What is Person-Centered Planning?
Person-Centered Planning is a process that helps you look at your hopes and dreams for the future and figure out the support you need from family, friends, community, and service organizations to get there. Your Person-Centered Plan talks about the steps that you need to take to help you achieve your dreams.
Remember: every plan starts with small steps! You don’t have to do everything at once!
Best of all, you don’t have to do it by yourself. There are lots of people who would like to help you achieve a good future. The goal of Person-Centered Planning is to build a circle of people who are interested in helping you achieve your dreams. We call those people your “Circle of Support.”
What is a Circle of Support?
A Circle of Support of course includes you — the person in the center of the circle – and might also include your family members, neighbors, friends, employer, teachers, service providers and your regional center service coordinator. It can include anyone you invite to be a member.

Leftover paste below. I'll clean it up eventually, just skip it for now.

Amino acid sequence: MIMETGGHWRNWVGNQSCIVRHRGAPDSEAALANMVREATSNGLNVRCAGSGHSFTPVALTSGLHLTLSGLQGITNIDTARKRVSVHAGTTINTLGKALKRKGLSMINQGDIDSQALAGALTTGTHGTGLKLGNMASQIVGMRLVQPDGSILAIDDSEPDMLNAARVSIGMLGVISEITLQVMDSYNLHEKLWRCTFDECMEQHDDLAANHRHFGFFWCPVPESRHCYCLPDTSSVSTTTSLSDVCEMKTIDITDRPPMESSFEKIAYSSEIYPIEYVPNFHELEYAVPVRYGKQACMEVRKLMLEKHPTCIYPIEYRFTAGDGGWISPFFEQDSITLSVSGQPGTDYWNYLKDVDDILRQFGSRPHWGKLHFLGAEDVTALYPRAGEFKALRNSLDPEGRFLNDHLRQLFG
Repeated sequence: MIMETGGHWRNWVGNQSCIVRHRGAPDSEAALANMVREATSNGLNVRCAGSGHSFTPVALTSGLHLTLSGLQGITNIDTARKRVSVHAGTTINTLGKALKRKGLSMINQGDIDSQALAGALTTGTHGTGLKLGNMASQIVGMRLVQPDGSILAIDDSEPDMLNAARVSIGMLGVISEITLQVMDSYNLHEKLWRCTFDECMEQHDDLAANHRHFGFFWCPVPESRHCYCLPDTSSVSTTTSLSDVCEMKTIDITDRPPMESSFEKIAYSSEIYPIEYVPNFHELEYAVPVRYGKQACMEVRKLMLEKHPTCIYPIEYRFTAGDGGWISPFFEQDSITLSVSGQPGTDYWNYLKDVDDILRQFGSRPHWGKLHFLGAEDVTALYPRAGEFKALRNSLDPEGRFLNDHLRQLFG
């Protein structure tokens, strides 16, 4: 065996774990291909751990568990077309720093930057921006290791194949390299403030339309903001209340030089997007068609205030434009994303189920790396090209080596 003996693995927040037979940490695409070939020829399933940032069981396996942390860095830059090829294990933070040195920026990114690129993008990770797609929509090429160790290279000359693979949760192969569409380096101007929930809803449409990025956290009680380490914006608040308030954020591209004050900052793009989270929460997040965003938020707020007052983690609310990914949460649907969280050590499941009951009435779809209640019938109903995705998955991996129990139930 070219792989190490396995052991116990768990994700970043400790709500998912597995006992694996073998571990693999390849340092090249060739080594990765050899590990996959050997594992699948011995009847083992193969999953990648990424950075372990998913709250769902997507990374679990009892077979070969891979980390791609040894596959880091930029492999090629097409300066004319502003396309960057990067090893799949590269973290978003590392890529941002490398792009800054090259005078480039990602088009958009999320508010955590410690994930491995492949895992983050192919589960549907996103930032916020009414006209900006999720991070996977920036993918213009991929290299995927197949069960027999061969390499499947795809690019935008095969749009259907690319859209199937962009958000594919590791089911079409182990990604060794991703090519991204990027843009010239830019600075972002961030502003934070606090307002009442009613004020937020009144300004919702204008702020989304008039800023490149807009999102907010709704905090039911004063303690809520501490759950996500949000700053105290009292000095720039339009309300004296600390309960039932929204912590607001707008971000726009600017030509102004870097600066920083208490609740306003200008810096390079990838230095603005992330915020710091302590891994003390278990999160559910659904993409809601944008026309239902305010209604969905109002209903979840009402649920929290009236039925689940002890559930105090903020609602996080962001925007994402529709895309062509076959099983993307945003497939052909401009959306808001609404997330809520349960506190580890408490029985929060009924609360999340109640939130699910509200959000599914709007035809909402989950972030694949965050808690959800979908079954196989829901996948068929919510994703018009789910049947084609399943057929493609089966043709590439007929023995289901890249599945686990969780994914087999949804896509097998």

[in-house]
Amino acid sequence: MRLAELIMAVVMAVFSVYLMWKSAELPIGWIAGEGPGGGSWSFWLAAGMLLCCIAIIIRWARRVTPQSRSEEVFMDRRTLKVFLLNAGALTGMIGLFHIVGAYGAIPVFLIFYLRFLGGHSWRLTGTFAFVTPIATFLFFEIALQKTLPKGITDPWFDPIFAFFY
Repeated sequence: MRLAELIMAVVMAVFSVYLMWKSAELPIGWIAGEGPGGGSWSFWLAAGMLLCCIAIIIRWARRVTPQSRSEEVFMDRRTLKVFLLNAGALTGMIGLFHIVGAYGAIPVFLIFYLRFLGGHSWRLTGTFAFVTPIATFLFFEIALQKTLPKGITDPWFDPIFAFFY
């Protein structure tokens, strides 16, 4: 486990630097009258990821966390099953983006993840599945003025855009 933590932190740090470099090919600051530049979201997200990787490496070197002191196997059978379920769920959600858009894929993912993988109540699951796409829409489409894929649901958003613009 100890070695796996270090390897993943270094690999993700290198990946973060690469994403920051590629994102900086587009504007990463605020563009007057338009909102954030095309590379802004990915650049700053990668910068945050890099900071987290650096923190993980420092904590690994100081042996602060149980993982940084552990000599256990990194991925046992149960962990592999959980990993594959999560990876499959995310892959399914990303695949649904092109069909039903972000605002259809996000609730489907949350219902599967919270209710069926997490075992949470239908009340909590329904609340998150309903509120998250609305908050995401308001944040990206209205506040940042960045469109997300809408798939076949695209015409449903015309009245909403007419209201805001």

In the beginning, your circle of support may meet with you several times. The first time, everyone shares what they know about your life, your interests, talents, relationships, health care needs and what you like and what you don’t like. These meetings are very informal and can even take place in your own home.
At the next meeting, your circle helps you continue to create your vision about yourself. What kind of vision are we talking about? A vision that:
• talks about how, where, and with whom you want to live
• is honest about what you’re really good at — and honest about what you’re not so good at
• helps you live up to your responsibilities
• talks about the support you need to achieve your dream
• deals with your fears about the future
• talks about the first steps that every person in your circle needs to take to help you turn your vision, your hopes and dreams, into a reality.
We believe you can do almost anything with the right kinds of support, and that you should be given as many realistic choices as possible. We also believe that support can come from many places — your family, friends, regional center, social services, place of worship, employers, and others.
Produced by the Minnesota Governor’s Council on Developmental Disabilities and written by William T. Allen, Ph.D., this 87-page booklet is an easy-to-understand guide to self-determination and individual program planning.
Ideal for both clients and their family members, It’s My Choice includes activities and checklists aimed at helping the person with disabilities to lead the lifestyle he or she prefers, be more independent, and an active member of the community.